Research topic: Buddhism
Today Buddhism is one of the great world religions. After Buddhism was founded in India 2500 years ago, the religion spread through conquests, pilgrims' and traders' routes and missions to large parts of Asia.
Buddhism - particularly Tibetan Buddhism and Zen Buddhism - also has many followers in the West. In 2000 there were an estimated 362 million Buddhists worldwide.
Buddhism is generally divided into two major branches: Theravada Buddhism, which today is found in South and Southeast Asia, and Mahayana Buddhism, which is distributed across large areas of Central, North and East Asia.
A particular feature of the spread of Buddhism is the various ways in which it has integrated or co-existed with local religious traditions. As a result new religious forms have been, and are being, created.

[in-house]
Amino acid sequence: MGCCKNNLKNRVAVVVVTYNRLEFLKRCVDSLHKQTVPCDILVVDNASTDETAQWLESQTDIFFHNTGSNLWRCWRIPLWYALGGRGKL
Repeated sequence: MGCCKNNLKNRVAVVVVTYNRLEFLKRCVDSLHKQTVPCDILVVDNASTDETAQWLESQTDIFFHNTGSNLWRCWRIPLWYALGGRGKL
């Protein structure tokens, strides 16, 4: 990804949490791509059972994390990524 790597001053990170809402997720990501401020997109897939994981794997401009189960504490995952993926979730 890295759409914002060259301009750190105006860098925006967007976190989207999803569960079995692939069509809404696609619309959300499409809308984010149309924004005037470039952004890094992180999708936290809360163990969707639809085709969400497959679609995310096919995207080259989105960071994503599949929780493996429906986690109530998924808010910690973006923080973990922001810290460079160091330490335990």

Tibetan Buddhism is the result of interaction between Indian Buddhism and local religious beliefs. These processes of religious transformation continue in Buddhist communities today.
There is a long tradition of the academic study of Buddhism at the University of Oslo, and a number of researchers at the Department of Culture Studies and Oriental Languages are now studying Buddhism from a historical perspective based on the religion's enormous textual resources and/or various aspects of contemporary Buddhist practice through field studies.